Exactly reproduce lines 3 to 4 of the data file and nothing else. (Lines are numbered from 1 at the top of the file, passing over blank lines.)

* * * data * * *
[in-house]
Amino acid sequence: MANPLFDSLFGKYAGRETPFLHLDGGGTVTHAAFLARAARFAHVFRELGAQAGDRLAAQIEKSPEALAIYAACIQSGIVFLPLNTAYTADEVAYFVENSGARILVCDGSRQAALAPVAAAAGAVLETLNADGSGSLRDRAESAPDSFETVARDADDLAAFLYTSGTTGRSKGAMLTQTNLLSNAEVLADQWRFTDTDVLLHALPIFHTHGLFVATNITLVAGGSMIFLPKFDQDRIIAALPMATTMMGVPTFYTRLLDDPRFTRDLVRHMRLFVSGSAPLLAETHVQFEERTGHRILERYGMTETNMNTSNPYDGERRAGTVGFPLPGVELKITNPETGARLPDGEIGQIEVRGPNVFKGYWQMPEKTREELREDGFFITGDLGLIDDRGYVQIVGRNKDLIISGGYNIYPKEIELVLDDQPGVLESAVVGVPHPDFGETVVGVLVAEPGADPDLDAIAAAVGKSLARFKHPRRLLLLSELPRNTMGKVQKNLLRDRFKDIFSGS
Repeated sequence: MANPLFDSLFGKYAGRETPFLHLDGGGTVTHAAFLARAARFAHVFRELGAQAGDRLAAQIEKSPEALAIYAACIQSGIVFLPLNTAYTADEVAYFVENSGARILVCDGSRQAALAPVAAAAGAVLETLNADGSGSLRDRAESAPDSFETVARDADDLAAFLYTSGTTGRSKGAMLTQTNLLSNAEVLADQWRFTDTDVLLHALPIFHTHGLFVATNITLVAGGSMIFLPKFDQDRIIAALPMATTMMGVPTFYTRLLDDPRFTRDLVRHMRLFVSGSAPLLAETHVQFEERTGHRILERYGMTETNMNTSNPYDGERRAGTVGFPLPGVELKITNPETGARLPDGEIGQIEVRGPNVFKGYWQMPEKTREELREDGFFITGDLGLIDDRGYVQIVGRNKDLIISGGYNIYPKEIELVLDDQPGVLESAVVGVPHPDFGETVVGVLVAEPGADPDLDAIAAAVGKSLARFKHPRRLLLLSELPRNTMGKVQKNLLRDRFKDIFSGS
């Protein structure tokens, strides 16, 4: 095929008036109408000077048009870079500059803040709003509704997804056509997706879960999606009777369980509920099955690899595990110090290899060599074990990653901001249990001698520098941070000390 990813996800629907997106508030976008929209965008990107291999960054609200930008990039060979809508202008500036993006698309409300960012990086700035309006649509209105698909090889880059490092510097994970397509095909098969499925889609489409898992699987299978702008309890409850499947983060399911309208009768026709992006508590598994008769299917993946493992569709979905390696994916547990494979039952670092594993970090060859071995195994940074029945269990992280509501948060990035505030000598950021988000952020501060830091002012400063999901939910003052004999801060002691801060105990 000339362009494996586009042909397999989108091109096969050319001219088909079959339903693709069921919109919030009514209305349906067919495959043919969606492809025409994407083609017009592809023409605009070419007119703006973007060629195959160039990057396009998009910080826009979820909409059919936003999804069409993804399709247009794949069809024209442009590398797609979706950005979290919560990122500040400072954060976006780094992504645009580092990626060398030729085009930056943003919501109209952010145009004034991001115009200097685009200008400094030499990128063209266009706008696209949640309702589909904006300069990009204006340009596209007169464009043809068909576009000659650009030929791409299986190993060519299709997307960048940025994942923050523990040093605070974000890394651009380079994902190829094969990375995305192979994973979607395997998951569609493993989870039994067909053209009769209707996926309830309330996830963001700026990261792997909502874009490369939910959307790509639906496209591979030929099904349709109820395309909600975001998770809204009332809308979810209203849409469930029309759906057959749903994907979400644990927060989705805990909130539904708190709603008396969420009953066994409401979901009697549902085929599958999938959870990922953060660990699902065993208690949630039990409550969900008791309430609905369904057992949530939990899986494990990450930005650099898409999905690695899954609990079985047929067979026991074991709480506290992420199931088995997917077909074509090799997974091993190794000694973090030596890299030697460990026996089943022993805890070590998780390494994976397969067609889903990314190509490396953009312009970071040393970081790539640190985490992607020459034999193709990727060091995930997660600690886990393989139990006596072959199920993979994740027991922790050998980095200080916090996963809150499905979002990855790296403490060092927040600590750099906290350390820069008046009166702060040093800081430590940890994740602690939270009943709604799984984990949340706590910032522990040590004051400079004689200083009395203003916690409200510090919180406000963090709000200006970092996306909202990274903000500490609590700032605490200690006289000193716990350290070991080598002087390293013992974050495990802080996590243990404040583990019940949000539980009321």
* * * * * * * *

Repeated sequence: MANPLFDSLFGKYAGRETPFLHLDGGGTVTHAAFLARAARFAHVFRELGAQAGDRLAAQIEKSPEALAIYAACIQSGIVFLPLNTAYTADEVAYFVENSGARILVCDGSRQAALAPVAAAAGAVLETLNADGSGSLRDRAESAPDSFETVARDADDLAAFLYTSGTTGRSKGAMLTQTNLLSNAEVLADQWRFTDTDVLLHALPIFHTHGLFVATNITLVAGGSMIFLPKFDQDRIIAALPMATTMMGVPTFYTRLLDDPRFTRDLVRHMRLFVSGSAPLLAETHVQFEERTGHRILERYGMTETNMNTSNPYDGERRAGTVGFPLPGVELKITNPETGARLPDGEIGQIEVRGPNVFKGYWQMPEKTREELREDGFFITGDLGLIDDRGYVQIVGRNKDLIISGGYNIYPKEIELVLDDQPGVLESAVVGVPHPDFGETVVGVLVAEPGADPDLDAIAAAVGKSLARFKHPRRLLLLSELPRNTMGKVQKNLLRDRFKDIFSGS
């Protein structure tokens, strides 16, 4: 095929008036109408000077048009870079500059803040709003509704997804056509997706879960999606009777369980509920099955690899595990110090290899060599074990990653901001249990001698520098941070000390 990813996800629907997106508030976008929209965008990107291999960054609200930008990039060979809508202008500036993006698309409300960012990086700035309006649509209105698909090889880059490092510097994970397509095909098969499925889609489409898992699987299978702008309890409850499947983060399911309208009768026709992006508590598994008769299917993946493992569709979905390696994916547990494979039952670092594993970090060859071995195994940074029945269990992280509501948060990035505030000598950021988000952020501060830091002012400063999901939910003052004999801060002691801060105990 000339362009494996586009042909397999989108091109096969050319001219088909079959339903693709069921919109919030009514209305349906067919495959043919969606492809025409994407083609017009592809023409605009070419007119703006973007060629195959160039990057396009998009910080826009979820909409059919936003999804069409993804399709247009794949069809024209442009590398797609979706950005979290919560990122500040400072954060976006780094992504645009580092990626060398030729085009930056943003919501109209952010145009004034991001115009200097685009200008400094030499990128063209266009706008696209949640309702589909904006300069990009204006340009596209007169464009043809068909576009000659650009030929791409299986190993060519299709997307960048940025994942923050523990040093605070974000890394651009380079994902190829094969990375995305192979994973979607395997998951569609493993989870039994067909053209009769209707996926309830309330996830963001700026990261792997909502874009490369939910959307790509639906496209591979030929099904349709109820395309909600975001998770809204009332809308979810209203849409469930029309759906057959749903994907979400644990927060989705805990909130539904708190709603008396969420009953066994409401979901009697549902085929599958999938959870990922953060660990699902065993208690949630039990409550969900008791309430609905369904057992949530939990899986494990990450930005650099898409999905690695899954609990079985047929067979026991074991709480506290992420199931088995997917077909074509090799997974091993190794000694973090030596890299030697460990026996089943022993805890070590998780390494994976397969067609889903990314190509490396953009312009970071040393970081790539640190985490992607020459034999193709990727060091995930997660600690886990393989139990006596072959199920993979994740027991922790050998980095200080916090996963809150499905979002990855790296403490060092927040600590750099906290350390820069008046009166702060040093800081430590940890994740602690939270009943709604799984984990949340706590910032522990040590004051400079004689200083009395203003916690409200510090919180406000963090709000200006970092996306909202990274903000500490609590700032605490200690006289000193716990350290070991080598002087390293013992974050495990802080996590243990404040583990019940949000539980009321």